Mexico's patent and trademark litigation systems are originally, and to the most, handled by an administrative authority, widely known by its acronym IMPI in Spanish, which stands for Mexican Institute of Industrial Property (MIIP). The IMPI's decisions are nonetheless subject to further review by either one of two Courts of appeal, whose rulings are, on the opposite of the aforementioned, jurisdictional, notwithstanding whether the nature of the Court is formally administrative or judicial.

It is within this leap that occurs when a solely administrative decision is drawn into the jurisdictional field for its revisal, that an unexplored advantage arises: one which often goes unnoticed while choosing the most suitable course of action pursuable in the appeal scope.

Despite the fact that the Nullity Trial has been recently highlighted for its most remarkable attractiveness, which consists in the creation of a new and specialized bench within the Federal Court of Tax and Administrative Affairs (FCTAA) - that is exclusively handling Intellectual Property matters - there is a seemingly undermined feature that was wisely rescued from the Federal Tax Code (FTC) when abolishing its procedural content so as to create the new Federal Law of Contentious Administrative Procedure (FLCAP), the integration of the trial under the so-called "open litis principle".

According to this procedural law, when a decision issued within an administrative recourse does not satisfy the legal standing of the petitioner and he appeals it, it is to be understood that said appeal extends to the original decision and proceeding itself. Therefore, the plaintiff is allowed to formulate novel arguments as well as he is entitled to submit the appropriate evidence in order to sustain its claim, notwithstanding that such evidence was not originally offered within the administrative proceeding, being this last possibility amidst the foremost appealing features of the Nullity Trial.

The ratio of the aforementioned obeys to the fact that the administrative authority's revisal is, above all, an in-house defense mechanism for it is decided, or better said reconsidered, by the same administrative authority that rendered the original decision. This does not represent by any means a contention among the parties nor limits the plaintiff's prerogatives to exhaust its defenses on the jurisdictional level.

Under this scenario the FCTAA is compelled to indiscriminately analyze the arguments sustained by the plaintiff, independently of whether they are against the reviewed decision or not and certainly disregarding its novelty, opposite to what occurs within other appeal remedies, on which said arguments would immediately be qualified by the Court of appeal as ineffective or inoperative.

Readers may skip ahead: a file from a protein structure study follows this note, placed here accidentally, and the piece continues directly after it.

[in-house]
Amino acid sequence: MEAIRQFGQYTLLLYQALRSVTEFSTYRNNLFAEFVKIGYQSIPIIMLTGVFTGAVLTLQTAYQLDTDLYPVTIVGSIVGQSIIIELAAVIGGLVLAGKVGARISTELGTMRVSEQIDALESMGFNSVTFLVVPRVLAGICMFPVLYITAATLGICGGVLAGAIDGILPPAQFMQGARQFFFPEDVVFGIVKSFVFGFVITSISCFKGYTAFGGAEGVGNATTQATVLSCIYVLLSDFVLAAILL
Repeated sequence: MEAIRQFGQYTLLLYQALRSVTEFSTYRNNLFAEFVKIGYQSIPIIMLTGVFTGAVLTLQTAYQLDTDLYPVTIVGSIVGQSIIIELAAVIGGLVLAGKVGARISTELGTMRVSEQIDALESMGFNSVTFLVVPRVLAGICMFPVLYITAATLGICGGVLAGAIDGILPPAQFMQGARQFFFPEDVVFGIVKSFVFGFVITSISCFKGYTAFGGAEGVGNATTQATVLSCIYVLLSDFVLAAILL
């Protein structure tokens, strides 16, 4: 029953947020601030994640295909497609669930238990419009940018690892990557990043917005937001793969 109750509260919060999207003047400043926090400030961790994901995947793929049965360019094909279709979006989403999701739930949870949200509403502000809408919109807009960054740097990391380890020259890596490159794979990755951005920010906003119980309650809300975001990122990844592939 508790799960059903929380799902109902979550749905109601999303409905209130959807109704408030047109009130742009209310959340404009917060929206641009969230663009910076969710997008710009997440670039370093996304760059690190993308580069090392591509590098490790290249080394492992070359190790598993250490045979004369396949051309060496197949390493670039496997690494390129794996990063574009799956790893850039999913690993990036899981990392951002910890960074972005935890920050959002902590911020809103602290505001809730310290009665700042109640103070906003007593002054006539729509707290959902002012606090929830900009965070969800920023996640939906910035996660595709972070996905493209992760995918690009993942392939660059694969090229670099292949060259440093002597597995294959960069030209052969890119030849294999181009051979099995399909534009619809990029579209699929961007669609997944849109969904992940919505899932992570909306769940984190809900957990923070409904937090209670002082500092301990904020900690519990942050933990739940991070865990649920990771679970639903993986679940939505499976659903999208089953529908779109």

More importantly though, stands the fact that said Court of appeal is compelled to admit and evaluate evidence further brought to sustain such novel and/or reiterative arguments, granting the plaintiff a broader timeline to offer proof with no lesser probative value.

It is in spite of this "open litis principle" that the FCTAA has to rule a decision, which all in all may even be constitutive of rights, considering the fact that the principle of reference no longer circumscribes the legality study to the challenged decision, as it worked before the 1995 Amendments to the FTC. On the contrary, it embraces the administrative proceeding as a whole, entitling the FCTAA to even study the merits of the case (in substitution of the administrative authority), in an effort to render a just and expedite ruling that can ultimately lead the plaintiff into obtaining the greatest possible benefit.

Having the above in mind it is questionable if such principle benefits the IP litigation system when the parties involved have a new opportunity to offer evidence that was not filed within the first instance of litigation. Particularly, if it is considered that the lack of such evidence filed in due time might have had a direct impact in the maintenance, granting or cancellation of an IP right.

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